Graduates, I appeal to you today to think of the Christian story as one that would challenge any of the five Cs I have spoken about and as one that condemns the narrative of “The Nation” as a form of basest idolatry. For this, I ask you to continue to practice what you have learned here in this community. 

Read. Read queerly. By this, I mean that you need to bring a leaky self to the work of liberation. Your work must liberate many, not just one or two. Read to breach the boundaries of me and mine. Read, for surprise. Read for discomfort. Read for grief. Read to reach out and touch the sadness of the world that you are being called to heal. READ. 

Write. This is hard. Writing is uncomfortable. It is difficult. It is a chore. We’d rather be distracted. Write with honesty, with integrity, and with conviction. Write, because writing purifies thought, it helps create empathic connections in the mind and it communicates to generations yet to come. Write, because it is a very dangerous activity. Write songs, essays, books, poetry, drama, sermons, and syllabi. WRITE. 

Speak. Speaking is easy often, but right speaking, precise speaking, inspiring speaking, only comes out of discipline, study, and prayer. Speak to heal the world, to repair the world, to love the world. Watch and pray that your words are not simply reflections of yourself but are like butterfly wings—words that will slowly, but surely reverberate in ways that are unimaginable to you, to us. SPEAK. 

Pray. We are scholars and students of religion, who sometimes forget that we need to inhabit the context of religious traditions. From Judaism’s demand for Tikkun Olam or Islam’s demand to submit to the will of the Almighty, to Buddhism’s deep theological and epistemological challenge to the naming and domestication of God, to Hinduism’s acknowledgment of divine and human plenitude, and Jesus’s plea to love each other as he taught us to do, you are called to be prophets of an extraordinary life—one that hands over to the Divine, in prayer and contemplation—one’s needs for comfort, convenience, and choice. PRAY.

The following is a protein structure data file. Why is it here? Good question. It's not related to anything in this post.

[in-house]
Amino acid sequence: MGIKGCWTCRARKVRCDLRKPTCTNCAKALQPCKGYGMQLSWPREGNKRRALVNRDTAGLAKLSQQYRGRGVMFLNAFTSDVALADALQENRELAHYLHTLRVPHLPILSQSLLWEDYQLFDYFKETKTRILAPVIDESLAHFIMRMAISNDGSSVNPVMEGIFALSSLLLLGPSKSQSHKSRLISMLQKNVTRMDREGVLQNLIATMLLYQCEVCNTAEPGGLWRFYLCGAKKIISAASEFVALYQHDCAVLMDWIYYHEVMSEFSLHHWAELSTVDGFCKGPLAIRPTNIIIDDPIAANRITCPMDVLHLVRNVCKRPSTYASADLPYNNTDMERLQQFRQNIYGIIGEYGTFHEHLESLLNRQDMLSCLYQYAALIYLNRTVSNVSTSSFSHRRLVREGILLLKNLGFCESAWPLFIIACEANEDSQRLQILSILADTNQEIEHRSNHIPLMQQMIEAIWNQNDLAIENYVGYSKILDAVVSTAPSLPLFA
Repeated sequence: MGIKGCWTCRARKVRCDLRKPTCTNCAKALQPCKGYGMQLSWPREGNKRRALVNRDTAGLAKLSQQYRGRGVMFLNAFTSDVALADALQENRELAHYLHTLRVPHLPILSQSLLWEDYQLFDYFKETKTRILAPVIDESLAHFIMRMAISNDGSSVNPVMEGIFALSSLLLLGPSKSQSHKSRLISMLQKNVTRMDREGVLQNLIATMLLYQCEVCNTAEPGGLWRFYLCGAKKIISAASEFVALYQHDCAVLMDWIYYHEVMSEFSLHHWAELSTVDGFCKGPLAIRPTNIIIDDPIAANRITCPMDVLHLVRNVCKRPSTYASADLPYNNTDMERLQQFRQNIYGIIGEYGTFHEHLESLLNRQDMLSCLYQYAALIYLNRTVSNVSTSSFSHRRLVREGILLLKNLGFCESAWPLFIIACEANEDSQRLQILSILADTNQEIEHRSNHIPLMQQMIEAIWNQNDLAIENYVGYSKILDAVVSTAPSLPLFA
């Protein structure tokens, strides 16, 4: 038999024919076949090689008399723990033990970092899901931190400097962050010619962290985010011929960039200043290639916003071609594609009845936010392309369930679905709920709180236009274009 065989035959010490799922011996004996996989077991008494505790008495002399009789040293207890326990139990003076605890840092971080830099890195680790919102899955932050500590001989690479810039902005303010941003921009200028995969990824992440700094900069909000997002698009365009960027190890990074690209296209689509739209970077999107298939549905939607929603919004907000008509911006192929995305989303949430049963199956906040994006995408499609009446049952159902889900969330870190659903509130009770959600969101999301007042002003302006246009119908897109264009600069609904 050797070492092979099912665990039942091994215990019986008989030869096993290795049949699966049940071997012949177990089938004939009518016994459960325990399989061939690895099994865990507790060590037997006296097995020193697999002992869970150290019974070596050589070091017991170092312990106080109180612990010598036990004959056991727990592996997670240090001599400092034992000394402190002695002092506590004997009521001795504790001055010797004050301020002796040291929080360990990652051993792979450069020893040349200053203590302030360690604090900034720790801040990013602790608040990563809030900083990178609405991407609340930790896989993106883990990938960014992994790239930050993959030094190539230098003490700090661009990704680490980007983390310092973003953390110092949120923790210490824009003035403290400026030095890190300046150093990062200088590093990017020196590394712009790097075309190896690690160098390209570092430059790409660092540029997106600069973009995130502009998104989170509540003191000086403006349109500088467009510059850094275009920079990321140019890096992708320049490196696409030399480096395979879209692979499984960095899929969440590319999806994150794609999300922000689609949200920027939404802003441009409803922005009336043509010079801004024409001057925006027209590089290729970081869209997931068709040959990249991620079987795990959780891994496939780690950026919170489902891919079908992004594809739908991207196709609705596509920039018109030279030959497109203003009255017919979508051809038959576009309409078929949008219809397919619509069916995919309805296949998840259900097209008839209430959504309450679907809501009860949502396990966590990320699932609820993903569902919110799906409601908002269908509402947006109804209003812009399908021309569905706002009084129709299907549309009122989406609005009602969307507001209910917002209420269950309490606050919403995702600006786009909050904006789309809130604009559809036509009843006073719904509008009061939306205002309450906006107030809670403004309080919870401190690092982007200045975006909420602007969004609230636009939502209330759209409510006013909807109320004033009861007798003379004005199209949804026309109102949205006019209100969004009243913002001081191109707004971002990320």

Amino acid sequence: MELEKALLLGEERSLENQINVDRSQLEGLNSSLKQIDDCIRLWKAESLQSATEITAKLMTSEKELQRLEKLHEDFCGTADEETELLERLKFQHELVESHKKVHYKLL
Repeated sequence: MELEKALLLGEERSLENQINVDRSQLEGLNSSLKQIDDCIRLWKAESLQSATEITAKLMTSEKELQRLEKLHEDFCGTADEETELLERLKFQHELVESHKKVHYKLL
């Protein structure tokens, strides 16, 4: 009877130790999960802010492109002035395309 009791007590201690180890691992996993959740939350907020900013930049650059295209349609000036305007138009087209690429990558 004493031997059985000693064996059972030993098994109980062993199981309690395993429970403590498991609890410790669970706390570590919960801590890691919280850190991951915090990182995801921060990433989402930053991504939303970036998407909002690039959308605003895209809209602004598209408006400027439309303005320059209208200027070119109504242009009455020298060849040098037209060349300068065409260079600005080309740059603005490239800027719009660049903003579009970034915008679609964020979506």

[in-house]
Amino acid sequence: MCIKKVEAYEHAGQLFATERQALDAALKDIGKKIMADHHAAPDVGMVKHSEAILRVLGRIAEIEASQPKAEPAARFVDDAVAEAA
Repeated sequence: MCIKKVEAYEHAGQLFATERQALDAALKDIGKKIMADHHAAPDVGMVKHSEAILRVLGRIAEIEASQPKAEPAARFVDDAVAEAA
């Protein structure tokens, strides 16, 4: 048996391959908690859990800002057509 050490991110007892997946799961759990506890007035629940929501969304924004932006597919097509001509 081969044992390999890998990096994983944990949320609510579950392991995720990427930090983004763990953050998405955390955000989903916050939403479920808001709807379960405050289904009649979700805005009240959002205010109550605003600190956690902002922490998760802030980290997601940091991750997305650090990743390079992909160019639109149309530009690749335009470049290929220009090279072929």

It is not going to be easy. Some will call you delusional. Or brainwashed. And unpatriotic. But you already know what that is like. As a community, we read, and wrote, and spoke and prayed, when a global pandemic attempted to dim our light. We prayed and spoke and wrote and read when our brother, Isamaeli (Eli) Mata’afa was murdered, to strengthen our resolve. Despite the many, many demands on your own time and energy, because of family, finances, and health, you persevered. You know how to do challenge. You’ve got this. 

You are examples of great resilience, in your practices of hope and faith, you will teach the rest of us how to create a world anew.  

Today you become forever part of the PSR family. We are bound to you as you are bound to us. We are unspeakably proud of each one of you. We will follow where you will dare to lead. Go and do great things, wonderful things, loving things, in the manner of the One that called each of us into being. In my community in India, there is a form of leave-taking that asks: May I return? The response to this question is: Go. I say to you, Go. And return. We will be waiting with arms and hearts wide open.


Dr. Susan Abraham is Professor of Theology and Postcolonial Cultures, Vice President of Academic Affairs, and Dean of Faculty at Pacific School of Religion. She is the author of Identity, Ethics, and Nonviolence in Postcolonial Theory: A Rahnerian Theological Assessment (Palgrave Macmillan, 2007) and co-editor of Shoulder to Shoulder: Frontiers in Catholic Feminist Theology (Fortress, 2009). Ongoing research projects include issues in theological education and formation, interfaith and interreligious initiatives for social transformation, theology and political theory, religion and media, global Catholicism, and Christianity between colonialism and postcolonialism.